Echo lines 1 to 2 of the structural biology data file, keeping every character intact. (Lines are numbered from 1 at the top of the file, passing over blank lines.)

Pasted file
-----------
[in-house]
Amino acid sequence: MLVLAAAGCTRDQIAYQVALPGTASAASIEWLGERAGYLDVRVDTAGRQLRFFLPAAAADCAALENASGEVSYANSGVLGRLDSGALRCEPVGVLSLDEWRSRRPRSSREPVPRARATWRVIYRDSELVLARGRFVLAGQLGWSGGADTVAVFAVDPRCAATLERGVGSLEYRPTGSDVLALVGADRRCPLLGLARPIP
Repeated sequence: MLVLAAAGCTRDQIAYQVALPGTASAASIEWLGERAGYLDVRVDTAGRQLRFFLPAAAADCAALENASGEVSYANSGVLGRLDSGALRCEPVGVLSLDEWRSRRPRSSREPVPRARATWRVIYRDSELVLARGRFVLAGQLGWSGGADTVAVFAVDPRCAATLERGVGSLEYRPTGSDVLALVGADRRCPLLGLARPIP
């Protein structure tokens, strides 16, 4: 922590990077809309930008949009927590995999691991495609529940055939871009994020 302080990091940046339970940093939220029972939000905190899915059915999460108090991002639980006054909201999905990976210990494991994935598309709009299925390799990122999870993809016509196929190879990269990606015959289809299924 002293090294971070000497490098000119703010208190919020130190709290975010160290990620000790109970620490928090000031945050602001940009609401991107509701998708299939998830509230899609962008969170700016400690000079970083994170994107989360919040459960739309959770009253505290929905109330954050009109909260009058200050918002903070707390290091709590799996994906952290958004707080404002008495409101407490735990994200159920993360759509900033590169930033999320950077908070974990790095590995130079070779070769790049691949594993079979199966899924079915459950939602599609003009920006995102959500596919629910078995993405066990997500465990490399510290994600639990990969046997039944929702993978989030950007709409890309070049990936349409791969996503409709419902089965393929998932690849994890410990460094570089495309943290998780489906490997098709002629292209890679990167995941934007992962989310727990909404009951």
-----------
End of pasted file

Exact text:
[in-house]
Amino acid sequence: MLVLAAAGCTRDQIAYQVALPGTASAASIEWLGERAGYLDVRVDTAGRQLRFFLPAAAADCAALENASGEVSYANSGVLGRLDSGALRCEPVGVLSLDEWRSRRPRSSREPVPRARATWRVIYRDSELVLARGRFVLAGQLGWSGGADTVAVFAVDPRCAATLERGVGSLEYRPTGSDVLALVGADRRCPLLGLARPIP